As a young reporter in the late 1980s, I covered the then-pending contest for the Joint Primary Aircraft Training System (JPATS), an historic joint-service effort to find a cheaper and more efficient way to create the next generation of military pilots. Among the seven eventual entrants when the RFP was released in 1994 were two turboprops: Embraer's EMB-312H Super Tucano offered in partnership with Northrop, and the Beech-Pilatus PC-9 Mk. 2. We know the Pilatus today as the T-6 Texan II because program managers, defying conventional wisdom that the U.S. would never train next-generation pilots in a turboprop, instead found they could meet the entire training syllabus at turboprop costs.

That stuck with me as the years went on and I watched modern-technology turboprops—remember the Saab 2000?—fall by the wayside while marketplace wisdom declared modern travelers would reject turboprops as uncomfortable and old-fashioned. The regional-jet era had dawned, complete with new airframes, new pilot contracts and a whole new economics for running airlines.

As my colleague Brad Perrett observed from Beijing a few weeks ago, “What a difference an eightfold rise in fuel prices makes” (AW&ST Aug. 5/12, p. 38).

Today five manufacturers, including market leader ATR (see photo), are clamoring to design the next generation of turboprops. During the next decade, overall turboprop fleet growth is expected to be slow, but by the end of that 10-year span, many turboprop manufacturers see a new and competitive age dawning. With relatively new RJs heading to the desert for mothballing in substantial numbers, it is clear airlines are beginning to see the value of saving as much as 30% fuel burn per seat with a turboprop versus a 50- or 70-seat RJ.

Aircraft such as Bombardier's CSeries, the Embraer E-Jets, and new entrants from Japan and China are all moving RJ economics in the right direction with innovative new powerplants and clever aerodynamics. But Kiran Rao, Airbus executive vice president for strategy and future programs, recently told reporters in Toulouse the new jets' efficiency—despite all that investment—still can't beat the economics of turboprop airliners whose basic design concept is some three decades old.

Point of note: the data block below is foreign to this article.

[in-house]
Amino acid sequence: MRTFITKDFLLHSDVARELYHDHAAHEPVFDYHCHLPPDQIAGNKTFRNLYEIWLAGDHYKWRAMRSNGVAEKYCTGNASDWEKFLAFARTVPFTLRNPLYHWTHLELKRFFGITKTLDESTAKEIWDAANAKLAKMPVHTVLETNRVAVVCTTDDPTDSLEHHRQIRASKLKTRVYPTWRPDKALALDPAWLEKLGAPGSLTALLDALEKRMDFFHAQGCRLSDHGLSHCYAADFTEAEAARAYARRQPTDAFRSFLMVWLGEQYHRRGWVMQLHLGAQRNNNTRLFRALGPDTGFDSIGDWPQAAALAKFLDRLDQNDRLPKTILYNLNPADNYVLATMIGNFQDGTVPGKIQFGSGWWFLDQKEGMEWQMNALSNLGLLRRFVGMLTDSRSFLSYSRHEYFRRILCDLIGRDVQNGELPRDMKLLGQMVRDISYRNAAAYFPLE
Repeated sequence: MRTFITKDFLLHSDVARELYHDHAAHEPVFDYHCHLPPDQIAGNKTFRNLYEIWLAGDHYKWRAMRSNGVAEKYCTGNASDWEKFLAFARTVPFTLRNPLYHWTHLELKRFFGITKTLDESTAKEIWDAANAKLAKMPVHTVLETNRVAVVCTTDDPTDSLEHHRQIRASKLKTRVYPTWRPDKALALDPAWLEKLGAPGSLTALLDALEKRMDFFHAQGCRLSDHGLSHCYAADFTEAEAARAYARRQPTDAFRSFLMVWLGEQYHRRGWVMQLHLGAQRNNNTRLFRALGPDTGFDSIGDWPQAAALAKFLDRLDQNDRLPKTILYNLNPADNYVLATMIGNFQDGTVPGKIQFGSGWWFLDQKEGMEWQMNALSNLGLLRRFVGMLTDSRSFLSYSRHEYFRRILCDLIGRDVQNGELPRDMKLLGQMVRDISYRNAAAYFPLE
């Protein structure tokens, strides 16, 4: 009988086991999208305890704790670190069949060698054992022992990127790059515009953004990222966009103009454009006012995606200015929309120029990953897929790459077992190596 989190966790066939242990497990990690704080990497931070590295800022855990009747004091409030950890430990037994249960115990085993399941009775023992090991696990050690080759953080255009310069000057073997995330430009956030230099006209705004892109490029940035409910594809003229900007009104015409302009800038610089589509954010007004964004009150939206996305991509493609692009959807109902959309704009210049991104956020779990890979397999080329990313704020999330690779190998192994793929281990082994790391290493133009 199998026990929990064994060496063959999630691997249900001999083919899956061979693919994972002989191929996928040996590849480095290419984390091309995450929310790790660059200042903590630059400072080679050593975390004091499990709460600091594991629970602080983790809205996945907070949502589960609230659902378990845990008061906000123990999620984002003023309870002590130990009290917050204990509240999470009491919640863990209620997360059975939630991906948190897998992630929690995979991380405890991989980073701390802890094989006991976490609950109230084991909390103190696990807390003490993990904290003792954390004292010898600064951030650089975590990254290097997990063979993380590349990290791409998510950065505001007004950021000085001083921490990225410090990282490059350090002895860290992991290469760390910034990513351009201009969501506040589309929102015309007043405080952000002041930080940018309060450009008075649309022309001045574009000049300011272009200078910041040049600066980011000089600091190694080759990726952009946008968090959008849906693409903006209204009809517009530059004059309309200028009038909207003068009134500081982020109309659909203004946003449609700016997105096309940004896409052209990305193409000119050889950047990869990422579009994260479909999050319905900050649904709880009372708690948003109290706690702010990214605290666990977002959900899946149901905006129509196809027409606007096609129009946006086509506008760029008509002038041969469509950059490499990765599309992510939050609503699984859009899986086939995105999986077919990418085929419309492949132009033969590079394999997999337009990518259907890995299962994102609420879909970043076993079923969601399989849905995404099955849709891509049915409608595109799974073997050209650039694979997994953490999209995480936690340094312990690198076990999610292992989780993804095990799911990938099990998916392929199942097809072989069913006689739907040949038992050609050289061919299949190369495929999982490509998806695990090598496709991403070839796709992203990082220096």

Rao was recently named chairman of ATR, the 50/50 turboprop venture between EADS and Alenia, so this is a future program that probably holds particular interest for him.

Small jets “have a difficult time in a high fuel-cost environment, and so the turboprop starts to become a better proposition than even the 110- or 120-seat jet,” Rao says. “I think . . . what we will see now is the turboprops looking to evolve into larger airplanes, quieter airplanes, [with] lower vibration . . . bigger overhead bins, under-floor storage for the baggage, and we will see the turboprop industry taking its next step probably toward the end of this decade.”

The Aviation Week Fleet and Forecast team is just finishing its preliminary look at the turboprop market, and although the near-term 10-year outlook is for slow fleet growth—perhaps a 0.8% compound annual growth rate (CAGR) through 2022—just over the horizon it does look to be anybody's game. While 1,260 turboprops will be delivered during the period, Aviation Week estimates that around 871 will be retired, as demand begins to grow for larger, more fuel-efficient replacements.

At this stage what's missing is the investment commitment, and the two leaders—Bombardier and ATR—have other calls on their wallets right now. Bombardier is wrestling with the CSeries, and ATR, while asking its two big shareholders for the go-ahead, is getting signals from EADS that they may want to wait a bit. That's not surprising, given spending on A320NEO and A350. But with about two-thirds of the market for the next 10 years, ATR's moves will signal the rest of the industry about how real the large-turboprop opportunity is after 2020 or so. Rivals, engine-makers and airlines are listening closely.